How did the Spanish-American War helpthe United States become a world power?
Cuba had been ruled by Spain since the arrival of Columbus in 1492. Cubans were unhappy with Spanish rule and attempted a rebellion that failed in 1868. They tried again in 1895 to overthrow the Spanish.To keep a better eye on the Cubans, the Spanish put Cubans into concentration camps.200,000 Cubans died because of little food and poor sanitation. Many Cubans lived in exile in America becausethey were not safe in Cuba. Jose Marti was one of the Cuban leaders who wanted the U.S. to help liberate (free) Cuba from the Spanish.
Many Americans wanted the U.S. to help the Cubans get rid of the Spanish. Many people had money invested into sugar and riceplantations in Cuba, and they were not safe if war was to break out.Presidents Cleveland and McKinley were not interested in helping Cuba.Newspaper editors William Randolph Hearst and Joseph Pulitzer were both interested in a war with Spain toincrease newspaper sales. Both would try to make Cuba sound way more bloody than it was. They would publish shocking stories and headlines that exaggerated conditions in Cuba. This type of reporting was called “Yellow Journalism.” Their stories would lead to more and more Americans disliking the Spanish.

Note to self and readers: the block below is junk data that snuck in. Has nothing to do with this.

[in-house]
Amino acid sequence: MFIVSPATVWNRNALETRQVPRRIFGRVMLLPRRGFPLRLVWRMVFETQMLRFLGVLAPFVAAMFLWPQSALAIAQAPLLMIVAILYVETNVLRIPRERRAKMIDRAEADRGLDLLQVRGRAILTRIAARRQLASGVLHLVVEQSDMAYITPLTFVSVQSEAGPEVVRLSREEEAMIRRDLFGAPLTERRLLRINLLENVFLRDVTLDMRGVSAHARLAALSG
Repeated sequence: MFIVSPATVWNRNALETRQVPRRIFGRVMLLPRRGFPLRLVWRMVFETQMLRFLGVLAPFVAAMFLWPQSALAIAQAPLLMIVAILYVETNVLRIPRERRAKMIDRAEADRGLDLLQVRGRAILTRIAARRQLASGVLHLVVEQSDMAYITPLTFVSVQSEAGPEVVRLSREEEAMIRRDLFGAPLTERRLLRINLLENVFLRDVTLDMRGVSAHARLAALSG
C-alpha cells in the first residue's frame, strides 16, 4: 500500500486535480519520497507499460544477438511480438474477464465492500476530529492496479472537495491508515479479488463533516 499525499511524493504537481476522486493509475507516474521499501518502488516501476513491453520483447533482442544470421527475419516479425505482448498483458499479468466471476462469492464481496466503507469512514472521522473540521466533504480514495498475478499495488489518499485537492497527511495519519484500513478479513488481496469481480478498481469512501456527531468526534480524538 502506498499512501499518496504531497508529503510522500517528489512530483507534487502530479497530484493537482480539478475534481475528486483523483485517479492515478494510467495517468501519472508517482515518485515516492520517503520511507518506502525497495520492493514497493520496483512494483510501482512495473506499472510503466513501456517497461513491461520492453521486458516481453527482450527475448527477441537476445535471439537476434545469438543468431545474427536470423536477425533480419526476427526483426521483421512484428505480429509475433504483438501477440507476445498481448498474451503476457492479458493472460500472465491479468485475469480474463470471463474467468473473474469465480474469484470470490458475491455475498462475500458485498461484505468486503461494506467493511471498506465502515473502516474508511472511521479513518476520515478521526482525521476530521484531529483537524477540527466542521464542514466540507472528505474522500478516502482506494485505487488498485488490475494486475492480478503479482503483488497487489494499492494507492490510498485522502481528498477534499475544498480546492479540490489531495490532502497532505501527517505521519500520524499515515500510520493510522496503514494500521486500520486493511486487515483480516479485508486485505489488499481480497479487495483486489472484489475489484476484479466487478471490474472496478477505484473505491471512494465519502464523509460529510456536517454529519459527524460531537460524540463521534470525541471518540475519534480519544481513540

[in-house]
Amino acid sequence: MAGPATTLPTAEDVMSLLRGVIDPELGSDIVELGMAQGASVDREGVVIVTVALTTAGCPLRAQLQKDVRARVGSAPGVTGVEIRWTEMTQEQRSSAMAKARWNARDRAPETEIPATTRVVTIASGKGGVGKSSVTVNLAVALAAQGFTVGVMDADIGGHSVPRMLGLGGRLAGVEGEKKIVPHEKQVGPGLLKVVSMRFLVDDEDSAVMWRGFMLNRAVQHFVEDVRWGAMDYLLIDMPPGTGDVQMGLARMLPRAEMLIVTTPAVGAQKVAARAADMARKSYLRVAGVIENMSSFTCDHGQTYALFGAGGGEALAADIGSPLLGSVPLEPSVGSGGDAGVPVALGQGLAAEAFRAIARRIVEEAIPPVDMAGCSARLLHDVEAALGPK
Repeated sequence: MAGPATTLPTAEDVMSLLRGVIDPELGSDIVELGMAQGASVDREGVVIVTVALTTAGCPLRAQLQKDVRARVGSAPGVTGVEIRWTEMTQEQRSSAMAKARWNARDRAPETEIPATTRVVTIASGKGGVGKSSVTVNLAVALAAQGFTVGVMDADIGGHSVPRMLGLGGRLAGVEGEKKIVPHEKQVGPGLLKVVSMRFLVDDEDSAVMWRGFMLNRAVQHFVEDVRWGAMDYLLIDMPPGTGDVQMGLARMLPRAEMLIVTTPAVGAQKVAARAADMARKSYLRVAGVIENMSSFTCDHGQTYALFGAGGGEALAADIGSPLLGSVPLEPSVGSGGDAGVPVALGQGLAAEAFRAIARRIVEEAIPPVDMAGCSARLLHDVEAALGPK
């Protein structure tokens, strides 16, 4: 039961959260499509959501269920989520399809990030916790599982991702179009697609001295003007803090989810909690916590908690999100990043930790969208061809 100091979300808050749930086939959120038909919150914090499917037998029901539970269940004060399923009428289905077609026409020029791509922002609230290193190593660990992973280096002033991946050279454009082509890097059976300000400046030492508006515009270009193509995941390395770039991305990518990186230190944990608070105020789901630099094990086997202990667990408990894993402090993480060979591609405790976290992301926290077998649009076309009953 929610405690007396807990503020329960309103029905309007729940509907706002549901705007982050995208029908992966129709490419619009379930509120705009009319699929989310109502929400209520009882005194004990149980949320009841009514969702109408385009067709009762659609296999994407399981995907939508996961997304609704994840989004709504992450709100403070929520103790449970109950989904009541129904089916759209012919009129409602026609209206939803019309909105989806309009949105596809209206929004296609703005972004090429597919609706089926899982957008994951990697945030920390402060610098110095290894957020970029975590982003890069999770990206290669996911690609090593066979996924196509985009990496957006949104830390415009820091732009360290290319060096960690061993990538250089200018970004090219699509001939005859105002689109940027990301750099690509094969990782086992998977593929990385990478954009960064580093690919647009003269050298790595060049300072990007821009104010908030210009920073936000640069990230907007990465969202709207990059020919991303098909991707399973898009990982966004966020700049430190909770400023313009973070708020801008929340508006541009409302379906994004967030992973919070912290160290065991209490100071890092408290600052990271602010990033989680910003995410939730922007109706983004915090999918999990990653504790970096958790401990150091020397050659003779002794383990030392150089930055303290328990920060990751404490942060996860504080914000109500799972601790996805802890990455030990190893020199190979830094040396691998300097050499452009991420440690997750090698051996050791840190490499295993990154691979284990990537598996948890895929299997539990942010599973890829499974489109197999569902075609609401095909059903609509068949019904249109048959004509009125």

Fighting broke out between the Spanish and Cubans in Havana, the capital of Cuba in 1898.Worried about the American lives and property inCuba, President McKinley ordered the battleshipUSS Maine to go to Havana to protect American investments.Mysteriously, while docked in Havana Harbor, the USS Maine exploded on February 15, 1898. No one truly knows why the Maine exploded, though at the time Americans suspected the Spanish. “Remember the Maine” became the cry in America, and many demanded that war was the only way to get revenge.Congress declared war on Spain on April 20, 1898.
Though most people thought fighting would immediately take place in Cuba, the U.S. and Spain first did battle in the Philippines, half a world away. Assistant Secretary of the Navy Theodore Roosevelt sent a message ordering the U.S. Pacific Fleet commanded by Commodore George Dewey to head to the Philippines to be ready if war broke out.When war broke out, Dewey sunk the Spanish fleet in Manila Bay, near the capital of the Philippines.Dewey then helped Emilio Aguinaldo, a Filipino rebel, in fighting the Spanish in the Philippines. They too wanted their independence from Spain.The Americans were not so much interested in Filipino independence as they were expanding themselves. They would have to fight Aguinaldo later on after he realized what they were doing.
American forces arrived in Cuba in June of 1898.They were unprepared to fight, missing supplies and wearing uniforms made of wool in the tropical climate.Prior to being President, Teddy Roosevelt quit his job as Assistant Secretary of the Navy to join a volunteer cavalry group known as the Rough Riders. Roosevelt helped to lead an attack against San Juan Hill to take a fort from the Spanish. The U.S. Army had both black and whiteregiments fighting together, but still in separate groups. The Spanish fleet was sunk by the U.S. Navy inSantiago. Soon after the Spanish troops on Cuba surrendered.